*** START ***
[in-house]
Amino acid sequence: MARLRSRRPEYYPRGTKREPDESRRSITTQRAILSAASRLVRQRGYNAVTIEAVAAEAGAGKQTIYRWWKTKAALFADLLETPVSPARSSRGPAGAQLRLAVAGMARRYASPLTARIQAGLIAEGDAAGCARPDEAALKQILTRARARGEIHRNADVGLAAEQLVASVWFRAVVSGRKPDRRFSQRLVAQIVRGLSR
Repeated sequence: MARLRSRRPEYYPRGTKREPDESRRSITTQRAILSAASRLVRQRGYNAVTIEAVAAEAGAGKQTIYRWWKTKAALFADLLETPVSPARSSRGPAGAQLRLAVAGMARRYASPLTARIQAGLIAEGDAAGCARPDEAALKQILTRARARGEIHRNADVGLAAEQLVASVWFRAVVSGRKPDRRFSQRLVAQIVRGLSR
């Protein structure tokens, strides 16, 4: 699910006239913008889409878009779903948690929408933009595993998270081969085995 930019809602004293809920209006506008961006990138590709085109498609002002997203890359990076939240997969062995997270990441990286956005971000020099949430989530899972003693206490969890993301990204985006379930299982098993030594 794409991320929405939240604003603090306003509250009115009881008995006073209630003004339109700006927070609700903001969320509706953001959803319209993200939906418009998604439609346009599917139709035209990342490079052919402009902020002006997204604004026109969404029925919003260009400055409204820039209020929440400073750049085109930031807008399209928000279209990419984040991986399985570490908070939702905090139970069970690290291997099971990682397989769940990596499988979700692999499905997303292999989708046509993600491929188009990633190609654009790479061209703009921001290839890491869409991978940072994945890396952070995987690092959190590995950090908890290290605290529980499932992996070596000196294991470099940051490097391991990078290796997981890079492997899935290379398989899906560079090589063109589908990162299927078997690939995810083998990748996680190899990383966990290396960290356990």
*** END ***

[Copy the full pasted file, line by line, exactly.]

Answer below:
[in-house]
Amino acid sequence: MARLRSRRPEYYPRGTKREPDESRRSITTQRAILSAASRLVRQRGYNAVTIEAVAAEAGAGKQTIYRWWKTKAALFADLLETPVSPARSSRGPAGAQLRLAVAGMARRYASPLTARIQAGLIAEGDAAGCARPDEAALKQILTRARARGEIHRNADVGLAAEQLVASVWFRAVVSGRKPDRRFSQRLVAQIVRGLSR
Repeated sequence: MARLRSRRPEYYPRGTKREPDESRRSITTQRAILSAASRLVRQRGYNAVTIEAVAAEAGAGKQTIYRWWKTKAALFADLLETPVSPARSSRGPAGAQLRLAVAGMARRYASPLTARIQAGLIAEGDAAGCARPDEAALKQILTRARARGEIHRNADVGLAAEQLVASVWFRAVVSGRKPDRRFSQRLVAQIVRGLSR
């Protein structure tokens, strides 16, 4: 699910006239913008889409878009779903948690929408933009595993998270081969085995 930019809602004293809920209006506008961006990138590709085109498609002002997203890359990076939240997969062995997270990441990286956005971000020099949430989530899972003693206490969890993301990204985006379930299982098993030594 794409991320929405939240604003603090306003509250009115009881008995006073209630003004339109700006927070609700903001969320509706953001959803319209993200939906418009998604439609346009599917139709035209990342490079052919402009902020002006997204604004026109969404029925919003260009400055409204820039209020929440400073750049085109930031807008399209928000279209990419984040991986399985570490908070939702905090139970069970690290291997099971990682397989769940990596499988979700692999499905997303292999989708046509993600491929188009990633190609654009790479061209703009921001290839890491869409991978940072994945890396952070995987690092959190590995950090908890290290605290529980499932992996070596000196294991470099940051490097391991990078290796997981890079492997899935290379398989899906560079090589063109589908990162299927078997690939995810083998990748996680190899990383966990290396960290356990």